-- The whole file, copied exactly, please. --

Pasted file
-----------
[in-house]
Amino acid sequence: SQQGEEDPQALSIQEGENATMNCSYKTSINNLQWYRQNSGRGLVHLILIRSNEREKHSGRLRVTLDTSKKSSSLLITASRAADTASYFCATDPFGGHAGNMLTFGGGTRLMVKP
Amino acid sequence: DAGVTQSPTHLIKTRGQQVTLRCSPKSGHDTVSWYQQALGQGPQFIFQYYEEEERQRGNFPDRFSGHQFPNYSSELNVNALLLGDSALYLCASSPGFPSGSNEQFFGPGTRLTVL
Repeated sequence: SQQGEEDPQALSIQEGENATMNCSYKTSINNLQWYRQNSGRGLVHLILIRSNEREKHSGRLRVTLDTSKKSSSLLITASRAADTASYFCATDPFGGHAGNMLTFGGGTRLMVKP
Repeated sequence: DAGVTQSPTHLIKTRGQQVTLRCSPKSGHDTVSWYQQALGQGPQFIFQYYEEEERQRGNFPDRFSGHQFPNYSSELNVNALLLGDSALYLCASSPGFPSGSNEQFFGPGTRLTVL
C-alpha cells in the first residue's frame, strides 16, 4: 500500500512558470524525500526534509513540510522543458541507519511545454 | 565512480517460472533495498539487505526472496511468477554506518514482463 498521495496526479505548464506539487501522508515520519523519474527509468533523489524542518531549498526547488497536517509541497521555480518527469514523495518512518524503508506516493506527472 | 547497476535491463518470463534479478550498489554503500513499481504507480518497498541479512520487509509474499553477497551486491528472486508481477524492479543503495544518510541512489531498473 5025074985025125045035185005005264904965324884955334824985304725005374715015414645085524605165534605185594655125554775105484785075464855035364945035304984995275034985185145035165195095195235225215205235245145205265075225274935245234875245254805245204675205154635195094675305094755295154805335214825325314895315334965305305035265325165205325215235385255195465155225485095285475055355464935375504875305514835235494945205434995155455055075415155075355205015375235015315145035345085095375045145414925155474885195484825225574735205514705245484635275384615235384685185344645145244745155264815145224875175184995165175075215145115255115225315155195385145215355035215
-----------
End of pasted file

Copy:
[in-house]
Amino acid sequence: SQQGEEDPQALSIQEGENATMNCSYKTSINNLQWYRQNSGRGLVHLILIRSNEREKHSGRLRVTLDTSKKSSSLLITASRAADTASYFCATDPFGGHAGNMLTFGGGTRLMVKP
Amino acid sequence: DAGVTQSPTHLIKTRGQQVTLRCSPKSGHDTVSWYQQALGQGPQFIFQYYEEEERQRGNFPDRFSGHQFPNYSSELNVNALLLGDSALYLCASSPGFPSGSNEQFFGPGTRLTVL
Repeated sequence: SQQGEEDPQALSIQEGENATMNCSYKTSINNLQWYRQNSGRGLVHLILIRSNEREKHSGRLRVTLDTSKKSSSLLITASRAADTASYFCATDPFGGHAGNMLTFGGGTRLMVKP
Repeated sequence: DAGVTQSPTHLIKTRGQQVTLRCSPKSGHDTVSWYQQALGQGPQFIFQYYEEEERQRGNFPDRFSGHQFPNYSSELNVNALLLGDSALYLCASSPGFPSGSNEQFFGPGTRLTVL
C-alpha cells in the first residue's frame, strides 16, 4: 500500500512558470524525500526534509513540510522543458541507519511545454 | 565512480517460472533495498539487505526472496511468477554506518514482463 498521495496526479505548464506539487501522508515520519523519474527509468533523489524542518531549498526547488497536517509541497521555480518527469514523495518512518524503508506516493506527472 | 547497476535491463518470463534479478550498489554503500513499481504507480518497498541479512520487509509474499553477497551486491528472486508481477524492479543503495544518510541512489531498473 5025074985025125045035185005005264904965324884955334824985304725005374715015414645085524605165534605185594655125554775105484785075464855035364945035304984995275034985185145035165195095195235225215205235245145205265075225274935245234875245254805245204675205154635195094675305094755295154805335214825325314895315334965305305035265325165205325215235385255195465155225485095285475055355464935375504875305514835235494945205434995155455055075415155075355205015375235015315145035345085095375045145414925155474885195484825225574735205514705245484635275384615235384685185344645145244745155264815145224875175184995165175075215145115255115225315155195385145215355035215